credits: Francesco Cardia

Also in accordance with the Workplan from the 25th Session of the FAO Committee on Fisheries (COFI), an Expert Consultation on Implementation Issues Associated with Listing Commercially-exploited Aquatic Species on CITES Appendices was held at FAO headquarters from 25 to 28 May 2004. The Expert Consultation addressed the following issues related to the CITES:

  • CITES Article II Fundamental Principles, Paragraph 2(b), the 'look-alike' clause.

  • Annex 3 of CITES Resolution Conf. 9.24 (Rev. CoP12) Criteria for Amendment of Appendices I and II, which deals with split-listing, and aquaculture issues as a group, noting the interrelationships in these topics.

  • Administrative and monitoring implications of listing and down-listing, including the implications of Annex 4 of Res. Conf. 9.24 (Rev. CoP12) for this.

The Consultation agreed on a number of key recommendations. These recommendations included the need for States to improve communication and coordination between their national governmental agencies responsible for CITES implementation and those responsible for natural resource management, including fisheries. Addressing the concern of many FAO Members that the CITES mechanism for listing and de-listing is not sufficiently responsive and flexible, it was suggested that FAO could raise this concern with CITES, taking into consideration the nature of safeguard mechanisms for down-listing commercially-exploited aquatic species and the manner in which they might be applied. The consultation also raised the need to examine alternative approaches to those presently used within CITES to assist in identifying specimens in trade that would avoid unnecessary listing of look-alike species while still effectively addressing enforcement and identification issues. Similarly there was examination of the potential problems for fisheries if there was inflexible adherence by CITES Parties to the guidance on split-listing.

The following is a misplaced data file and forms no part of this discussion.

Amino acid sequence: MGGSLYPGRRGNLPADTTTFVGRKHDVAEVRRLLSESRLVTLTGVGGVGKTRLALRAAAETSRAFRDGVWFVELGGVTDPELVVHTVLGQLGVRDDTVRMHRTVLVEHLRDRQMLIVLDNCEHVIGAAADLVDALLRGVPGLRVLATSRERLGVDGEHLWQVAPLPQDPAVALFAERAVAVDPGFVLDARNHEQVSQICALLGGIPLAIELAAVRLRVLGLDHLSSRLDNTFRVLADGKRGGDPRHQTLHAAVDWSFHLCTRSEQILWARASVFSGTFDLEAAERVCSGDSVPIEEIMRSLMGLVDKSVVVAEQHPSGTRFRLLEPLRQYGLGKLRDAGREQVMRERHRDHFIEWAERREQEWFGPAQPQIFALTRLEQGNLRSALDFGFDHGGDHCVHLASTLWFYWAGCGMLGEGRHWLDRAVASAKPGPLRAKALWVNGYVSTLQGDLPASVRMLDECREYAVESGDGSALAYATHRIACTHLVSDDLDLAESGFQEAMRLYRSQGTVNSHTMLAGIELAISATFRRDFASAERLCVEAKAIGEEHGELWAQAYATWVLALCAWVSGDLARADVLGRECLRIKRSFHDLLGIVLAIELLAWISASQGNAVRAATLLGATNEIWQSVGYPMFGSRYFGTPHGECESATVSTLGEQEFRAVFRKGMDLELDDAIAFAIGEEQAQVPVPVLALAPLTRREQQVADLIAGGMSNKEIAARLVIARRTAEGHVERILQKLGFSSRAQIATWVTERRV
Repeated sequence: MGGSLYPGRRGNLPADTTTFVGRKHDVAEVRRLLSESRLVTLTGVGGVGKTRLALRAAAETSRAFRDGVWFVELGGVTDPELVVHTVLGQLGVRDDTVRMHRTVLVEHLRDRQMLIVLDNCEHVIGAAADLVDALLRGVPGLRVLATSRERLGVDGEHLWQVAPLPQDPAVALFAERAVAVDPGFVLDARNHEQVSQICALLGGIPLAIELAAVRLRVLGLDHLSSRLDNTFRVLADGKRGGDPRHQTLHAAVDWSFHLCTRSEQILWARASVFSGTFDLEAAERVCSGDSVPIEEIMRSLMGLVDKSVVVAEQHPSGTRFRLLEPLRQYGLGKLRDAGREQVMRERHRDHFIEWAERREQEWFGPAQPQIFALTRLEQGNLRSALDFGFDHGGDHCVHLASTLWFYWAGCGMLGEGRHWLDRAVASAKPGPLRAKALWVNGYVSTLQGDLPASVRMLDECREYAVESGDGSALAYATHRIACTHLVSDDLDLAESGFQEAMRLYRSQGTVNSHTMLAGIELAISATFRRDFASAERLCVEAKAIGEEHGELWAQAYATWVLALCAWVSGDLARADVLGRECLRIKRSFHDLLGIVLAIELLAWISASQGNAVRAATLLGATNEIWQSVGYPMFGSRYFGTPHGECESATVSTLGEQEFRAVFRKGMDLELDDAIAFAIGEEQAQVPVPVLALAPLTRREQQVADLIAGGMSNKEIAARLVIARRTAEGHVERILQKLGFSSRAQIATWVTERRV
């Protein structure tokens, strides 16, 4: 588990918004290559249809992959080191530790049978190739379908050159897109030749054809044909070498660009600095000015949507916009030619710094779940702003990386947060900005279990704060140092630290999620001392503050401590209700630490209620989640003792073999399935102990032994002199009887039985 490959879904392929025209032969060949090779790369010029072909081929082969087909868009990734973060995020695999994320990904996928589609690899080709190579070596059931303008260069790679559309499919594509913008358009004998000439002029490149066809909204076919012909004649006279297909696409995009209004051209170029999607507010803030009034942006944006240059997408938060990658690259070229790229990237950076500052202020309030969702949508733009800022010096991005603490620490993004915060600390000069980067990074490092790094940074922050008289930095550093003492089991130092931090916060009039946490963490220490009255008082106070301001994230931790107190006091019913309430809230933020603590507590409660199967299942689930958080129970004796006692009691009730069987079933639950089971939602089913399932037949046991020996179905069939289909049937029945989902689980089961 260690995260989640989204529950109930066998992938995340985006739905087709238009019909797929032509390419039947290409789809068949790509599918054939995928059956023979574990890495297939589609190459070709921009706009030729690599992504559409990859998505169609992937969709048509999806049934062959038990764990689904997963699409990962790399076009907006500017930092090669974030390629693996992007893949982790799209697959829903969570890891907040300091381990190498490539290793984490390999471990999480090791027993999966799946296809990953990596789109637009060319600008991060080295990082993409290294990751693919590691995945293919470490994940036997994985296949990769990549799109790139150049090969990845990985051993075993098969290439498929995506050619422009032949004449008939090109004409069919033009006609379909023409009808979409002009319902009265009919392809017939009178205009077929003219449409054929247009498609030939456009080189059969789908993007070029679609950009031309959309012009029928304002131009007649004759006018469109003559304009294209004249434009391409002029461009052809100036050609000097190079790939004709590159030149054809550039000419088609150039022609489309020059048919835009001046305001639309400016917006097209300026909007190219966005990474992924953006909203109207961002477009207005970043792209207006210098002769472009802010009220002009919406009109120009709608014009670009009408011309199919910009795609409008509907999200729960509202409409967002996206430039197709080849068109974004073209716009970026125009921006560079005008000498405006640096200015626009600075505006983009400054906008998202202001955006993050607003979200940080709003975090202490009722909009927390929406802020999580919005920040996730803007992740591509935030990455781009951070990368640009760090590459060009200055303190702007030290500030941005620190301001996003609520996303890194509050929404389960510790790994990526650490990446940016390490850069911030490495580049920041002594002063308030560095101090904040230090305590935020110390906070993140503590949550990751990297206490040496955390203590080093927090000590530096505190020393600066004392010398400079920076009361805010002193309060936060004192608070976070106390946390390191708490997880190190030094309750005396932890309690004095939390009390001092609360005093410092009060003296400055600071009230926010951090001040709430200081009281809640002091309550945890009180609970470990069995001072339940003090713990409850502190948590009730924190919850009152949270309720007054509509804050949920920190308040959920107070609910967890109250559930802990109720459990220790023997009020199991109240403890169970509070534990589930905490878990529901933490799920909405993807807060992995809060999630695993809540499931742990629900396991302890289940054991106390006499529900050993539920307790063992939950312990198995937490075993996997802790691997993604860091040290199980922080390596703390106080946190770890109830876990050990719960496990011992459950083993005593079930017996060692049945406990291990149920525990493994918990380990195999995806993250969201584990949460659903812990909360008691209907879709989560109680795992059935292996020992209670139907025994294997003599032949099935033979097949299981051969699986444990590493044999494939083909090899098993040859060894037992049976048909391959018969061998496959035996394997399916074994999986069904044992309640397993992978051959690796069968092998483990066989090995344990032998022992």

The Consultation raised the need for capacity-building to assist States to meet their obligations under CITES. Attention was drawn to the fact that implementation of the FAO Code of Conduct for Responsible Fisheries and the associated international plans of action should help to reduce the incidence of listing proposals for commercially-exploited aquatic species.

The Report from the consultation (full report in PDF) was made available at CoP13 and helped to inform discussions on relevant issues. They were widely welcomed at CoP13. The report was also made available to participants at the 26th session of COFI in 2005.

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